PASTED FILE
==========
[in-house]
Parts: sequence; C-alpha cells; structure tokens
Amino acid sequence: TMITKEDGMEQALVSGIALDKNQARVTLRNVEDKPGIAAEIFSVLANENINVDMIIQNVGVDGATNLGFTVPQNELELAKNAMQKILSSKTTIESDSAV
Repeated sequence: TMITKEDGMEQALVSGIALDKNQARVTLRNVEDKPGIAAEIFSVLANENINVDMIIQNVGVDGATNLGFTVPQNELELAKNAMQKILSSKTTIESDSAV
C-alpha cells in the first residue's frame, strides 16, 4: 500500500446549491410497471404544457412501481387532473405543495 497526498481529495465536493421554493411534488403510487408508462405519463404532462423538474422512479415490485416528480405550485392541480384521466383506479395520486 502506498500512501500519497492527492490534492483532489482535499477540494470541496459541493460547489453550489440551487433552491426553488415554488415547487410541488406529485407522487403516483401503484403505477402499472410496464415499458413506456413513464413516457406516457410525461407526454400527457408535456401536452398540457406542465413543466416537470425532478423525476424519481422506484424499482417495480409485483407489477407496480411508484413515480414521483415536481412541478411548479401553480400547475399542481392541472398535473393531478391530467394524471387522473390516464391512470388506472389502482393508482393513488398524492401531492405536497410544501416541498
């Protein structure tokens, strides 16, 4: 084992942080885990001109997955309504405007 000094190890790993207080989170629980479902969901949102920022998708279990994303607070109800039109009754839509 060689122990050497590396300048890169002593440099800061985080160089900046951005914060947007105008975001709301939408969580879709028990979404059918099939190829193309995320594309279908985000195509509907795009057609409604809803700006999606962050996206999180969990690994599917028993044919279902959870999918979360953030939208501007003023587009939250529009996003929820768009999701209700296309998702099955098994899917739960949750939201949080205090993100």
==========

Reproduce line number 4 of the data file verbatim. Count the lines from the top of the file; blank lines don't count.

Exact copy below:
Repeated sequence: TMITKEDGMEQALVSGIALDKNQARVTLRNVEDKPGIAAEIFSVLANENINVDMIIQNVGVDGATNLGFTVPQNELELAKNAMQKILSSKTTIESDSAV